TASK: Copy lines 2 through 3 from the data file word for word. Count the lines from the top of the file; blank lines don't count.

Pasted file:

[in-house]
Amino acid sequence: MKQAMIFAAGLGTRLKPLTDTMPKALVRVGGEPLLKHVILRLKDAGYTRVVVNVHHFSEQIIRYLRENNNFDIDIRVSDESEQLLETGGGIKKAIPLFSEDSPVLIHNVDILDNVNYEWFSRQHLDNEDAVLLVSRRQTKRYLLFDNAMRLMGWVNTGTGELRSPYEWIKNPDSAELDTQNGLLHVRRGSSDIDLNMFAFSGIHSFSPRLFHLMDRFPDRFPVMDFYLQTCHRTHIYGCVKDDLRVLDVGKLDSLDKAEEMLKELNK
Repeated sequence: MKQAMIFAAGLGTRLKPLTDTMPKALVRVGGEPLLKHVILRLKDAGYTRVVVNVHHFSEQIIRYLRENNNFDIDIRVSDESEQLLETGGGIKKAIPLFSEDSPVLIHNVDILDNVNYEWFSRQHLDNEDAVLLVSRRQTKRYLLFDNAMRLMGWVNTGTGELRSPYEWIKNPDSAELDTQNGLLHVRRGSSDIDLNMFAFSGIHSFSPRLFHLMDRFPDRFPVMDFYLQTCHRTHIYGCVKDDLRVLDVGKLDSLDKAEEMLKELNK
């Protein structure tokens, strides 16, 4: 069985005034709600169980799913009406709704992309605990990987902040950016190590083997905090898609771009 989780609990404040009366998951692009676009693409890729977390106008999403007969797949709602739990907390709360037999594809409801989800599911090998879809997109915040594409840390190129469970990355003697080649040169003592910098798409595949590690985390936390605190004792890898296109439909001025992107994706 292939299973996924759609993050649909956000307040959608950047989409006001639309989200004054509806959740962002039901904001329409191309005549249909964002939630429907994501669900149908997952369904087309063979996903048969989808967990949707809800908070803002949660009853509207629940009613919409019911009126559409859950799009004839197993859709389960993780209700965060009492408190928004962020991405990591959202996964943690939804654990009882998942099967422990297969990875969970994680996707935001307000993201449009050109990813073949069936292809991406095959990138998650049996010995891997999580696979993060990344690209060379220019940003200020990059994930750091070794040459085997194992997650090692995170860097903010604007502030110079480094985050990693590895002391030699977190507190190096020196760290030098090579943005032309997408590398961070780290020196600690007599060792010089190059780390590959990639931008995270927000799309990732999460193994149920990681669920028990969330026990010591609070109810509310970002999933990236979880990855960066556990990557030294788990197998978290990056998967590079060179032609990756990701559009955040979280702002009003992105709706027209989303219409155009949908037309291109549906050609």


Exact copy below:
Amino acid sequence: MKQAMIFAAGLGTRLKPLTDTMPKALVRVGGEPLLKHVILRLKDAGYTRVVVNVHHFSEQIIRYLRENNNFDIDIRVSDESEQLLETGGGIKKAIPLFSEDSPVLIHNVDILDNVNYEWFSRQHLDNEDAVLLVSRRQTKRYLLFDNAMRLMGWVNTGTGELRSPYEWIKNPDSAELDTQNGLLHVRRGSSDIDLNMFAFSGIHSFSPRLFHLMDRFPDRFPVMDFYLQTCHRTHIYGCVKDDLRVLDVGKLDSLDKAEEMLKELNK
Repeated sequence: MKQAMIFAAGLGTRLKPLTDTMPKALVRVGGEPLLKHVILRLKDAGYTRVVVNVHHFSEQIIRYLRENNNFDIDIRVSDESEQLLETGGGIKKAIPLFSEDSPVLIHNVDILDNVNYEWFSRQHLDNEDAVLLVSRRQTKRYLLFDNAMRLMGWVNTGTGELRSPYEWIKNPDSAELDTQNGLLHVRRGSSDIDLNMFAFSGIHSFSPRLFHLMDRFPDRFPVMDFYLQTCHRTHIYGCVKDDLRVLDVGKLDSLDKAEEMLKELNK